Portions of northern New England, the Upper Midwest, and the mountains of the Western U.S. that are normally under a foot of more of snow by now have no snow, or just a dusting of less than an inch. Approximately half of the U.S. had temperatures at least 5°F above average during the month of December, with portions of North Dakota and Minnesota seeing temperatures 9°F above average. The strangely warm and dry start to winter is not limited to the U.S–all of continental Europe experienced well above-average temperatures during December.

The cause of this warm first half of winter is the most extreme configuration of the jet stream ever recorded, as measured by the North Atlantic Oscillation (NAO). The Arctic Oscillation (AO), and its close cousin, the North Atlantic Oscillation (which can be thought of as the North Atlantic’s portion of the larger-scale AO), are climate patterns in the Northern Hemisphere defined by fluctuations in the difference of sea-level pressure in the North Atlantic between the Icelandic Low and the Azores High. The AO and NAO have significant impacts on winter weather in North America and Europe–the AO and NAO affect the path, intensity, and shape of the jet stream, influencing where storms track and how strong these storms become.
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Cash cow

For those of us who live in areas where charter schools flourish, we’ve seen some variation of this story over and over again – charter school CEOs who enrich themselves and their friends at the expense of the students and faculty. These schools are far too frequently vehicles for corruption:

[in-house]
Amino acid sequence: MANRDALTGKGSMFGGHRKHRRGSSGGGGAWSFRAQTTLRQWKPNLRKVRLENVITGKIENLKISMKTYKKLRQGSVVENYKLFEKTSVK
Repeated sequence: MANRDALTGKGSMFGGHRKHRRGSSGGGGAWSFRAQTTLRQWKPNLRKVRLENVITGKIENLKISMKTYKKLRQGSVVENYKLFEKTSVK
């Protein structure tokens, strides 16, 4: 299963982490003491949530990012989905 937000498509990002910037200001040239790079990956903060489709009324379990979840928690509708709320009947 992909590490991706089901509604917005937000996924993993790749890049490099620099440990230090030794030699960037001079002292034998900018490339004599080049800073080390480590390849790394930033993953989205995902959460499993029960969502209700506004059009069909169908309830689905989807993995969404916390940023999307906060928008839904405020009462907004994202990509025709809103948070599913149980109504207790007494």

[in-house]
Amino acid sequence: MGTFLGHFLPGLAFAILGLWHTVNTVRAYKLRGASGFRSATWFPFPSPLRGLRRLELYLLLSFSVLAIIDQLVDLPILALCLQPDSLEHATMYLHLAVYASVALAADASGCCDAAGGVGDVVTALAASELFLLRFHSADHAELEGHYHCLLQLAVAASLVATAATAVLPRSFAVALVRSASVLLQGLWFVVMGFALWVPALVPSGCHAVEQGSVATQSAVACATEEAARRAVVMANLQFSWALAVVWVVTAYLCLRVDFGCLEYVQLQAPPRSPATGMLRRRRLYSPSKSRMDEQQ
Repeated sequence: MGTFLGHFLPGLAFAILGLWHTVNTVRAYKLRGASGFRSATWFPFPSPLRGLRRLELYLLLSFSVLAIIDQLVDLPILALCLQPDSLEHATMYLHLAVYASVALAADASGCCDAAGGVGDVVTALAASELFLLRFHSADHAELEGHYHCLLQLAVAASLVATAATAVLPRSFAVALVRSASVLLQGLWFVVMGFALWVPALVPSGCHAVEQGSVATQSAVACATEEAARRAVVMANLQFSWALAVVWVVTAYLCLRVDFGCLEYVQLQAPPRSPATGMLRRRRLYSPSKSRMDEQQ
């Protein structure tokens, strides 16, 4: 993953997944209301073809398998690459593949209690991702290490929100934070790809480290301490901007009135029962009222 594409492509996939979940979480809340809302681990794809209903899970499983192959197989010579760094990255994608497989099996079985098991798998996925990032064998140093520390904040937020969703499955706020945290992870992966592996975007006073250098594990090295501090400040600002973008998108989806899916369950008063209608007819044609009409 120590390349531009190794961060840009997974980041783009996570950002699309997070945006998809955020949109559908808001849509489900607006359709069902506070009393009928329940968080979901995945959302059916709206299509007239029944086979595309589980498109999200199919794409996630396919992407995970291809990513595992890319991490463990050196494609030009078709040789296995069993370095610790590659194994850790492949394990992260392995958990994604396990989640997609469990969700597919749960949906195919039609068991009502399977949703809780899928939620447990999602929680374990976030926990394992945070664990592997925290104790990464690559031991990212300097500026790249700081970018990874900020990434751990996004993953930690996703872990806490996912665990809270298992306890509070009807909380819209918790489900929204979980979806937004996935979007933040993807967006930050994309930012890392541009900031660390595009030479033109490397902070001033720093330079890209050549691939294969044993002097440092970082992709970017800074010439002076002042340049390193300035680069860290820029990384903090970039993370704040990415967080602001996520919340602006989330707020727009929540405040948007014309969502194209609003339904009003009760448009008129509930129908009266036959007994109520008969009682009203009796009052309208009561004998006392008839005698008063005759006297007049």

A Monroe County charter school has violated the state charter school law by having “improper entanglements” with a church run by the school’s founder, according to a preliminary report issued by the state auditor general’s office.

The report, obtained by The Morning Call, says the Pocono Mountain Charter School in Tobyhanna also may have illegally diverted taxpayer money to adjacent Shawnee Tabernacle Church. It also may have improperly received $87,101 from the state in rental reimbursements for its building lease agreement with the church.

The report also says the charter school may have violated the state Ethics Act rule against conflict of interest in other dealings with the church, which is run by the Rev. Dennis Bloom.

[…] The attorney general’s preliminary report comes as Pocono Mountain officials are assessing the Charter Appeals Board ruling.

Bethlehem attorney Ellen C. Schurdak, who represented the school district administration in the public revocation hearings, told The Morning Call: “My initial reaction to this preliminary report you’ve read from [shows it] vindicates the board’s decision.”

The school board’s unanimous revocation vote was based on documents and testimony presented during public hearings that alleged:

• Bloom, acting in dual roles as president of the church and CEO of the charter school, directed the church’s board of directors and the charter’s board of trustees to enter into a 2007 lease agreement that obligated the charter school to build a 35,000-square-foot addition that would connect to Shawnee Tabernacle.

• The charter school’s lease payments to the church grew by 124 percent to $920,000 between the 2005-06 school year and the end of construction in 2007

• Local and state taxpayers paid more than $900,000 for the addition’s construction, which included a gym floor emblazoned with “SHAWNEE TABERNACLE,” a parking lot, elevator and an outdoor electronic sign, all of which revert to church ownership once the lease expires.
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Florida foreclosure firings

An investigation that smears the victims for doing their jobs.